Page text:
To truly accelerate the adoption of clean technology, energy users need a straightforward, flexible, hardware-agnostic funding platform.

Similarly, a NYSERDA on-bill recovery loan is limited to $50,000, and borrowers have to use NYSERDA’s chosen lender. This provides less choice and limits the scope of eligible projects. And only companies with 100 or fewer employees qualify.

Alternatively, energy users looking for funding might consider PACE loans, but these come with their own risks. Specifically, PACE loans usually go to the front of the bill, ahead of the mortgage they are tied to. This means that borrowers failing to repay PACE loans on time risk property seizure.

The National Consumer Law Center (NCLC) has warned about the problems with PACE loans. With few consumer protections, there are serious risks of predatory lending and upselling of clean technology solutions.

Moreover, both the Federal Home Loan Mortgage Corporation (Freddie Mac) and Federal National Mortgage Association (Fannie Mae) will not purchase property loans with PACE at the top of the bill. This makes it harder for borrowers to refinance or sell properties with PACE loans.

To truly accelerate the adoption of clean technology, energy users need a straightforward, flexible, hardware-agnostic funding platform.

EnPowered helps your customers get ready for Local Law 97

In order to empower as many energy users as possible, EnPowered Payments provides a one-stop shop for cleantech projects. As long as your project is at least $10,000, and your demand 100 kW or more, Payments will help you get started. Payments works with any solution, and provides tailored plans to fit organizations of all sizes.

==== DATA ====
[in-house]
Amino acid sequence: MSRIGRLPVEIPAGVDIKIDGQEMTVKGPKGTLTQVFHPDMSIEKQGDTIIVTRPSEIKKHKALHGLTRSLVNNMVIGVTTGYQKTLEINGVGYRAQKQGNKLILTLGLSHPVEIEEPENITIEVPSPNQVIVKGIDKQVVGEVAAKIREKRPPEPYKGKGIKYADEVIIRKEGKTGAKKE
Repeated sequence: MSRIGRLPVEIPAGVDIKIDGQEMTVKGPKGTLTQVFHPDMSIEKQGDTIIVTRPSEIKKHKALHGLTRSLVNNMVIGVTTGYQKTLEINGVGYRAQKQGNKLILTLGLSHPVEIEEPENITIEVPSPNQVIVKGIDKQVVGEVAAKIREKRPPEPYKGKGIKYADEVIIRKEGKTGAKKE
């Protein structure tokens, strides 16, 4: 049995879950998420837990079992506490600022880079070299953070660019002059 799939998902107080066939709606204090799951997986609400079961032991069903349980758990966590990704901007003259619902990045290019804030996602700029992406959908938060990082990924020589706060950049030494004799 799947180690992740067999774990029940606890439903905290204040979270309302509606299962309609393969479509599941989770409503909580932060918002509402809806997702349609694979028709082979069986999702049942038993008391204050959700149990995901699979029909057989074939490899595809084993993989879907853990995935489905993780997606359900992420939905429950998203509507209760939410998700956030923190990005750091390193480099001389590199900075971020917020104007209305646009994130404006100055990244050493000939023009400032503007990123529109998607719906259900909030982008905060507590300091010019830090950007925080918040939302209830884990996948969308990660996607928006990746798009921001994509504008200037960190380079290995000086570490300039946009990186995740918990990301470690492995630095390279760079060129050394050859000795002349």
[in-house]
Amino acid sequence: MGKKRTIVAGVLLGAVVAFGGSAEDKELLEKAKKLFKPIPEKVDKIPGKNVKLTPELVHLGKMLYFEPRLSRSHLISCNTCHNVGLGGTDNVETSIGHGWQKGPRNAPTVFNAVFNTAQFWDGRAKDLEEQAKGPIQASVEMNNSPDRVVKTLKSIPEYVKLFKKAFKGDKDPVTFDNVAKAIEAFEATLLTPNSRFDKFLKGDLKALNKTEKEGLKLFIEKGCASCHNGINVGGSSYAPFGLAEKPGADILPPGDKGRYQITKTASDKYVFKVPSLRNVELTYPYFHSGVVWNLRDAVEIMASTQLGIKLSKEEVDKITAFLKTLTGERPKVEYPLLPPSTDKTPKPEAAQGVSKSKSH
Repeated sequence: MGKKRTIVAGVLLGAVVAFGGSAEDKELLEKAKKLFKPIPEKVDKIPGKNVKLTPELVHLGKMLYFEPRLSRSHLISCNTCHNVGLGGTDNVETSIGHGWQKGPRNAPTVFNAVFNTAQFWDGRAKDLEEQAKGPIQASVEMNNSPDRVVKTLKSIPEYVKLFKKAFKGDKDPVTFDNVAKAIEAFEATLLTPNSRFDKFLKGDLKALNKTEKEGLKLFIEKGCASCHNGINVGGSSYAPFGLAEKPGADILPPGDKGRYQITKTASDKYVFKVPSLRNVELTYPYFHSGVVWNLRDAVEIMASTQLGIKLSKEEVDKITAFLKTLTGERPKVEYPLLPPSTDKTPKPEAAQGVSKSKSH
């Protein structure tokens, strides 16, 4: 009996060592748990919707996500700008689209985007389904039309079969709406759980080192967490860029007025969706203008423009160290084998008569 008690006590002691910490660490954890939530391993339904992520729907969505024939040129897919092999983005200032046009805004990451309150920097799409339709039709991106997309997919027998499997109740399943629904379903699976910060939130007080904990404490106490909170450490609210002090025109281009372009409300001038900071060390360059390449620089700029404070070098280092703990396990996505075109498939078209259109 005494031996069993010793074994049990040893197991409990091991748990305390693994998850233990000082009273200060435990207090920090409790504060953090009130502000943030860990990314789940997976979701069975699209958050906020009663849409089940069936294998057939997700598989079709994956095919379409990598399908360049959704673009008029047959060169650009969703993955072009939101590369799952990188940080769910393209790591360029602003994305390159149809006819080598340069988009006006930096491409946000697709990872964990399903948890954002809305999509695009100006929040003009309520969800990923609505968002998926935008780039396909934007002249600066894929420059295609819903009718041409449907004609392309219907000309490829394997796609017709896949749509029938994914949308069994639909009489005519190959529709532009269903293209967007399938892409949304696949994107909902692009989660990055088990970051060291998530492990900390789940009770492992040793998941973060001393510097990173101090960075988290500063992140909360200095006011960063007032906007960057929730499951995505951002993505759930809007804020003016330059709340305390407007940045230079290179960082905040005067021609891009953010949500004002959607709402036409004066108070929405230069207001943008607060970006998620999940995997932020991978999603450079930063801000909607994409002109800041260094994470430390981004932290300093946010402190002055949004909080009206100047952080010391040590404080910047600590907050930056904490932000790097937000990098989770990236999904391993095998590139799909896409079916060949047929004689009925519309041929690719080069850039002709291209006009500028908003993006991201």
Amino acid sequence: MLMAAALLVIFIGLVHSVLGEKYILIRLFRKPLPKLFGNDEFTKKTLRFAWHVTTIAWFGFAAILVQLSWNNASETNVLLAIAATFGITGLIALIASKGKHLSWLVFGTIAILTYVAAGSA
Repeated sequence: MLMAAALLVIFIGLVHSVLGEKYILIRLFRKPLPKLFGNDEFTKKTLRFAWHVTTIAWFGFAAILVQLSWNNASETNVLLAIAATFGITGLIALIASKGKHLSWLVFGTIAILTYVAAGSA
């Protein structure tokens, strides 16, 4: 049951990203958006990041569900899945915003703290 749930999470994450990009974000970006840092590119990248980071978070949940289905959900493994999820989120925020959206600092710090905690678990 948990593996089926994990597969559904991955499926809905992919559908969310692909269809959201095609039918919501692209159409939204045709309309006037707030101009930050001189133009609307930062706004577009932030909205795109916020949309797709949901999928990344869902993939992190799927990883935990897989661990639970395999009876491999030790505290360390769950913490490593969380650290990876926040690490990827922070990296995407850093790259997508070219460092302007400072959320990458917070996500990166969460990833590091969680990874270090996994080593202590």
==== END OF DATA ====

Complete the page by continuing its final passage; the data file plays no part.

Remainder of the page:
EnPowered Payments is an on-bill payments platform that allows you to pay for clean technology solutions through your electricity bill. With no up-front costs, you will start saving right away. And your risk is minimized, shouldered instead by the lender.

Solutions are paid with a part of your energy savings. Once the solution has been paid in full, you will enjoy 100 percent of the savings, and even lower energy bills.

Ready to learn more? Contact us today to discover how Payments can help you unlock stalled projects, and help your customers cut their energy costs and emissions.

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Ted Leonard

VP Market Operations

Ted leads a team of diverse energy experts that understand the complexities of various energy markets and supports the creation, sale, and operation of simple customer-savings focused solutions. Before EnPowered, Ted was COO/CFO at an energy services business, CFO/COO at an energy storage developer, and held progressively senior roles at Ontario’s IESO including CFO and VP Markets overseeing Ontario’s electricity market design developments. He is a CPA, CA with a BCom from Laurentian University, a graduate of Queen’s University Executive Program, and a proud native of Sudbury, Ontario.